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Cillian Murphy ’emotionally knocked out’ by new film

Cillian Murphy has said his new film, Small Things Like These, uncovers a dark chapter in recent Irish society and that he was “emotionally knocked out” by the story of a Magdalene Laundry in smalltown Ireland in the 1980s.

The film is an adaptation of Claire Keegan’s bestseller of the same name and will become the first Irish film to open the Berlin International Film Festival tonight.

Murphy stars opposite Zara Devlin, Emily Watson, Eileen Walsh, and Michelle Fairley in the adaptation of Wexford author Keegan’s 2021 Booker Prize-nominated novel and is also among the producers.

According to the synopsis, the film takes place in an Irish town over Christmas in 1985, “when devoted father and coal merchant Bill Furlong (Murphy) discovers startling secrets kept by the convent in his town, along with some shocking truths of his own.

“The film reveals truths about Ireland’s Magdalene Laundries – horrific asylums run by Roman Catholic institutions from the 1820s until 1996, ostensibly to reform ‘fallen young women’.”

Speaking to RTÉ at the Berlinale, Muphy said: “It’s a lot to take on, it’s certainly a collective trauma we’re all processing. My generation and an older generation, it is still something we are trying to figure out.

“Books and art and film can be a balm to that wound more than government reports or academic papers.

“I think above all the film has to entertain and you have to be involved in it emotionally, but if it asks a few questions, that’s a bonus.”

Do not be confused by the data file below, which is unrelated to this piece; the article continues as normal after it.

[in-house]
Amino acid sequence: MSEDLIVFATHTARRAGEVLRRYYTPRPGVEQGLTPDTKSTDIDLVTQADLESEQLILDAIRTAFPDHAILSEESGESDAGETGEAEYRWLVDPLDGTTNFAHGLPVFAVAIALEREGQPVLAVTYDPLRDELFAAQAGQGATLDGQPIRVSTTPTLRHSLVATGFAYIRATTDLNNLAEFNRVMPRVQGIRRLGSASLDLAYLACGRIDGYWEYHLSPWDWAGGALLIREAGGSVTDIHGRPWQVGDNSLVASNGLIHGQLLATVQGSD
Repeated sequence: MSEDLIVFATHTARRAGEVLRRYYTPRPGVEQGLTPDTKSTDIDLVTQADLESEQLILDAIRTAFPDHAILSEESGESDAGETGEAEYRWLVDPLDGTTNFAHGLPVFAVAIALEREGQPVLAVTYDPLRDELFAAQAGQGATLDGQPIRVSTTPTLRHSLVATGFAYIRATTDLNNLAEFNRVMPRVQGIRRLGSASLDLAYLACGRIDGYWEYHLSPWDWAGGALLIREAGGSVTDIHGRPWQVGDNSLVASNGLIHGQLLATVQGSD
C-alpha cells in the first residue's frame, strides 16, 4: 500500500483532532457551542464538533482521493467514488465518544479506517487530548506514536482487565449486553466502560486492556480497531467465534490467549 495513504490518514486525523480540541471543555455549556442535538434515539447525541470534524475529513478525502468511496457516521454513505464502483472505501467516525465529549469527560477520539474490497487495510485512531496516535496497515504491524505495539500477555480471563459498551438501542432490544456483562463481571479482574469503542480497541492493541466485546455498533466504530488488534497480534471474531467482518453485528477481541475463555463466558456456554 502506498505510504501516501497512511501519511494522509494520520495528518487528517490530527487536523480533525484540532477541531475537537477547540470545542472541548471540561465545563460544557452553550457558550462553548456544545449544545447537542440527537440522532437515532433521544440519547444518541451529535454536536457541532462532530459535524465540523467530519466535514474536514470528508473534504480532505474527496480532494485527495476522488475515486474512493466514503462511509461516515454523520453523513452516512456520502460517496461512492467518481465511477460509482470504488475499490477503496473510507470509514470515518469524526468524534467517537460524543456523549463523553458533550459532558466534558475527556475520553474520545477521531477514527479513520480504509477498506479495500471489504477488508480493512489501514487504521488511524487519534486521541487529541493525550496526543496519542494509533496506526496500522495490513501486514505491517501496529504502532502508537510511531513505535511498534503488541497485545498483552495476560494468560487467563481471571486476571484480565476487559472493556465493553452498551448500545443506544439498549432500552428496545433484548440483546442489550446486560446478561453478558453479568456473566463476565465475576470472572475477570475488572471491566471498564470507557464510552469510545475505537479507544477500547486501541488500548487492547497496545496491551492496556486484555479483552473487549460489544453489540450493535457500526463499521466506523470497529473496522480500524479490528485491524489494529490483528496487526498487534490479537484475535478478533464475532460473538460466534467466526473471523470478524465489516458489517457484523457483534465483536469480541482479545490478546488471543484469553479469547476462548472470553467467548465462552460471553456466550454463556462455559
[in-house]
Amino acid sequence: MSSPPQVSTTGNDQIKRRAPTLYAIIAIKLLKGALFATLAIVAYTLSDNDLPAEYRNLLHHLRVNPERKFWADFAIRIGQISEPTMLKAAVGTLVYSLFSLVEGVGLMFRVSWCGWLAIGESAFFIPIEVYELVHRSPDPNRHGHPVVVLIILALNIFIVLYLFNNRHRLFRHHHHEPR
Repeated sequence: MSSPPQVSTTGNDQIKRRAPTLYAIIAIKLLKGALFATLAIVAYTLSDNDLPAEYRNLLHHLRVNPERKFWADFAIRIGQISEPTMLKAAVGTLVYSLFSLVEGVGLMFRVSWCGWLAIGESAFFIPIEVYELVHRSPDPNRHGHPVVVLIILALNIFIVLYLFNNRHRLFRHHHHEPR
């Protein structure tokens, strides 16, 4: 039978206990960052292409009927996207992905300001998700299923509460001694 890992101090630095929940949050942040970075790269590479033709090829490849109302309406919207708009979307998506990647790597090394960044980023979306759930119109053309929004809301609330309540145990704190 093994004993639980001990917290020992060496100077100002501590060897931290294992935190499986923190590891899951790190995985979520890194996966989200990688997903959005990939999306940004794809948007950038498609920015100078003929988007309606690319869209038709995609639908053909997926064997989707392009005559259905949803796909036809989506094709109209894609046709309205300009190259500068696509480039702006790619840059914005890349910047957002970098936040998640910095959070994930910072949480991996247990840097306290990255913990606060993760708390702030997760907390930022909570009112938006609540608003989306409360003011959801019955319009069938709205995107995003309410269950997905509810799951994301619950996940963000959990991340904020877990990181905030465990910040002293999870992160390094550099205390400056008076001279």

Watch: Cillian Murphy says there is “an incredible amount of talent” in Ireland

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Small Things Like These tells a very Irish story, but Murphy doesn’t see that as a barrier to the film attracting a wider audience

“Its universality lies in its specificity,” he said.

“We showed it in New York and LA and people responded in the same way and the response we’re having here in Berlin is the same. There are very raw emotions to the film that people respond to, and the fact that it’s located in Irish society is no barrier to it.”

Small Things Like These, which aims to be in cinemas this Autumn, reunites Murphy with Peaky Blinders director Tim Mielants, and the script has been written by Murphy’s longtime collaborator, playwright Enda Walsh.

Speaking about how the project came about, the Cork actor said: “I love Caire Keegan’s work, all of her work, and I read the story quite early. It knocked me out emotionally, I thought it was beautiful and then I began to think of it as a film slowly, then I brought it to Alan, brought it to Tim and then Enda. Matt Damon and Ben Affleck became involved and then Eileen and it gathered momentum really quickly.”

Cillian Murphy as Bill Furling in the big-screen adaption of Claire Keegan’s Small Things Like These

Speaking about this Sunday’s BAFTAs, where he is nominated for Best Actor for his lead role in Oppenheimer, and the Oscars in March, where he is also in the running for Best Actor, Murphy said: “It’s all very exciting, I’m thrilled by it all, a little overwhelmed, there’s a lot of travelling but it’s amazing for the film. We can’t believe the response that it’s had with the audience obviously and then our peers. We’re all in a little bit of shock.”

He also laughed off the idea that there will be a friendly rivalry between him and fellow Irish actor Barry Keoghan, who is Bafta-nominated for Best Actor for Saltburn.

“Not at all. He’s just a genius actor and I’ve worked with him and I’ll be hanging out with him on Sunday, I’m looking forward to it.”

Speaking about the current golden age for Irish arts and movies in particular, he added: “I think it’s incredible the talent coming out of the country. I don’t have the answer as to why that is but it’s really rich time and long may I last. We just have to encourage that talent.”

Additional reporting by Alan Corr

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